Zoo Guests Carrion on about Vultures!
Animal Keeper IV, Cheyenne Mountain Zoo
Colorado Springs, CO
Vultures are an ecologically vital group of birds that face a range of threats in the areas that they occur. Of the 23 species of vultures and condors around the world, 10 species are considered threatened, vulnerable, or endangered and some species are facing extinction. In order to help protect these birds, people first need to understand their role in nature and be helped to move past the first impressions of vultures as being dirty,
disease-ridden, ugly birds. That was exactly my goal when creating a day to celebrate vultures around the world.
The first International Vulture Awareness Day (IVAD) was held on September 5, 2009 in an effort to help people understand the importance of vultures and realize their plight. IVAD is celebrated on the first Saturday of September at various conservation organizations, zoos, rehabilitation facilities and environmental agencies around the world. Each institution celebrates IVAD in its own unique way from free-flight bird demonstrations and bird walks to vulture feedings and fun hand’s-on kids’ activities that are often headed up by volunteers and docents.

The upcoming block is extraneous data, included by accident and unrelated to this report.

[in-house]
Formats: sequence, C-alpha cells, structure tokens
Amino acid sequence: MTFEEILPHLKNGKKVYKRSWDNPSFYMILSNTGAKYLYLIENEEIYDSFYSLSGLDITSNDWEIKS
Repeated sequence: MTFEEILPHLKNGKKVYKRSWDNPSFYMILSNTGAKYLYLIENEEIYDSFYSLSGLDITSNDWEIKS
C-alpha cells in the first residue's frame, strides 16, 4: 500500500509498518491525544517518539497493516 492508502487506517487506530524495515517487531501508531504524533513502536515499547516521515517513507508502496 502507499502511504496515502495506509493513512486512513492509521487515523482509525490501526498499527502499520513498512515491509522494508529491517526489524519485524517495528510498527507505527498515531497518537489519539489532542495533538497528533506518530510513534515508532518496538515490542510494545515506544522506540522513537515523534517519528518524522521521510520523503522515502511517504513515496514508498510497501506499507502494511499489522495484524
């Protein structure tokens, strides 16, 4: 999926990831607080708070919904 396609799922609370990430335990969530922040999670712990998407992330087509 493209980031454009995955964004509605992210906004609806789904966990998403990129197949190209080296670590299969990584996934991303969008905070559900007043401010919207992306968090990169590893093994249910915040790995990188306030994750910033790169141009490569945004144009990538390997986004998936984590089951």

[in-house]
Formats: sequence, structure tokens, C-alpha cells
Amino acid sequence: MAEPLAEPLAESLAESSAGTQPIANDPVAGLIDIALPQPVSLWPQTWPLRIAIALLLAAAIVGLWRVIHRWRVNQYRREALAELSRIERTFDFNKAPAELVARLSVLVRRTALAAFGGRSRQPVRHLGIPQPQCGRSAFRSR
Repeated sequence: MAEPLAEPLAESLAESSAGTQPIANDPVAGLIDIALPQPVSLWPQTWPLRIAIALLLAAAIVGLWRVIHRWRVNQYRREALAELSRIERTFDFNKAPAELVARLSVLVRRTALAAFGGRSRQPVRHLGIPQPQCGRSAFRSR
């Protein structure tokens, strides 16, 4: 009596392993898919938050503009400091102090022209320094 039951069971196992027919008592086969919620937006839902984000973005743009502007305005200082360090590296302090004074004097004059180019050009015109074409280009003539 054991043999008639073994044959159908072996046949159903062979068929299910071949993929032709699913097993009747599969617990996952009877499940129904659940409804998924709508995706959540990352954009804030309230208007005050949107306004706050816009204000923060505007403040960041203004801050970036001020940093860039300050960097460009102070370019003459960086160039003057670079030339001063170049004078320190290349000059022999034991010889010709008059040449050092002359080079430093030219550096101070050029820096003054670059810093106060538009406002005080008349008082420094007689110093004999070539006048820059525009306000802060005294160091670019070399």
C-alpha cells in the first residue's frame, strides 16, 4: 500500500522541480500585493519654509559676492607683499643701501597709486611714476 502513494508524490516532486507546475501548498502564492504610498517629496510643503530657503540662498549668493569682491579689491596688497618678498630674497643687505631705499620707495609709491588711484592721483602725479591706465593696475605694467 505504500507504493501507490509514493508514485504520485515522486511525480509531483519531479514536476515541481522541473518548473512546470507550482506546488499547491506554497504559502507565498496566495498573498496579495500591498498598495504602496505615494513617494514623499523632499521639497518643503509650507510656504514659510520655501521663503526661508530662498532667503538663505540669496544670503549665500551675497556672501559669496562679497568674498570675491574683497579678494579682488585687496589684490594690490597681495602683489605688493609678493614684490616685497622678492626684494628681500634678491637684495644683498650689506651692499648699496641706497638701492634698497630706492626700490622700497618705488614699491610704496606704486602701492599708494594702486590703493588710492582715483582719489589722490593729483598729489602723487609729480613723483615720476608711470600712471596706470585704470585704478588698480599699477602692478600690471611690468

Zoo and aquarium docents are at the forefront of conservation education. They educate people about our natural world and inspire them to conserve it. Many institutions rely on knowledgeable volunteers such as docents to help them run special events. Some zoos have not been able to expand much beyond keeper talks during their IVAD
celebrations due to a lack of staffing and some facilities have not been able to participate at all. If docents were given ideas of what they could do with guests and the tools to follow through with these ideas, think how many more people could be reached with the message about the value of vultures! This is my goal for this paper, to help create as many vulture fans as possible and to help raise money for vulture conservation.